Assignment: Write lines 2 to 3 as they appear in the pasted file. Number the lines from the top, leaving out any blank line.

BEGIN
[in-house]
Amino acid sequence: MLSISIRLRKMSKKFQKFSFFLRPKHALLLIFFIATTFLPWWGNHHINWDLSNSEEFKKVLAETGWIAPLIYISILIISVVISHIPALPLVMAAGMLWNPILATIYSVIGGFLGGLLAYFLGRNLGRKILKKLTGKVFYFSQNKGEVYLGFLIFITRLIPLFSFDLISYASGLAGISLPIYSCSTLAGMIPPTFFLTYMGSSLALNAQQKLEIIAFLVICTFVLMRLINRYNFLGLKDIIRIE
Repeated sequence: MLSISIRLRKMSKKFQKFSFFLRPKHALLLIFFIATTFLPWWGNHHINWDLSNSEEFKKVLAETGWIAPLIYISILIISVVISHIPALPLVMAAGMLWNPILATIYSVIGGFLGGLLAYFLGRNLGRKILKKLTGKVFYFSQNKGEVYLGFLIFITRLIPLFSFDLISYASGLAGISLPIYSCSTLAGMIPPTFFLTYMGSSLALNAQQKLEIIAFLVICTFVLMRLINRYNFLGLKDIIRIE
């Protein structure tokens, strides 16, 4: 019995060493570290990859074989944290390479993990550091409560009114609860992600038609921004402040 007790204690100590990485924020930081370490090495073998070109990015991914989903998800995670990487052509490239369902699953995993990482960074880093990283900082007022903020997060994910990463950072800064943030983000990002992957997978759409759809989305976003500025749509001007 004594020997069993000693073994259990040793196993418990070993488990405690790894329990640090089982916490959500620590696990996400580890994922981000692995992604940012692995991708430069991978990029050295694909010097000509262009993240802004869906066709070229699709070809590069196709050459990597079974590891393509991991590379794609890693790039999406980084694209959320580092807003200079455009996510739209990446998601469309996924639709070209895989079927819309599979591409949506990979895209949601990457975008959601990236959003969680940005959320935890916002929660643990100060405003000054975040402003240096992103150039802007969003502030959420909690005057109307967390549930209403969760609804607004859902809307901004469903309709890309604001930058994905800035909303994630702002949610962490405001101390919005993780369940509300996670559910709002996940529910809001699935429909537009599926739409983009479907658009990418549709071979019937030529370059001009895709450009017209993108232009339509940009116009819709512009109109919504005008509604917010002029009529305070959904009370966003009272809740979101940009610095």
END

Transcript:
Amino acid sequence: MLSISIRLRKMSKKFQKFSFFLRPKHALLLIFFIATTFLPWWGNHHINWDLSNSEEFKKVLAETGWIAPLIYISILIISVVISHIPALPLVMAAGMLWNPILATIYSVIGGFLGGLLAYFLGRNLGRKILKKLTGKVFYFSQNKGEVYLGFLIFITRLIPLFSFDLISYASGLAGISLPIYSCSTLAGMIPPTFFLTYMGSSLALNAQQKLEIIAFLVICTFVLMRLINRYNFLGLKDIIRIE
Repeated sequence: MLSISIRLRKMSKKFQKFSFFLRPKHALLLIFFIATTFLPWWGNHHINWDLSNSEEFKKVLAETGWIAPLIYISILIISVVISHIPALPLVMAAGMLWNPILATIYSVIGGFLGGLLAYFLGRNLGRKILKKLTGKVFYFSQNKGEVYLGFLIFITRLIPLFSFDLISYASGLAGISLPIYSCSTLAGMIPPTFFLTYMGSSLALNAQQKLEIIAFLVICTFVLMRLINRYNFLGLKDIIRIE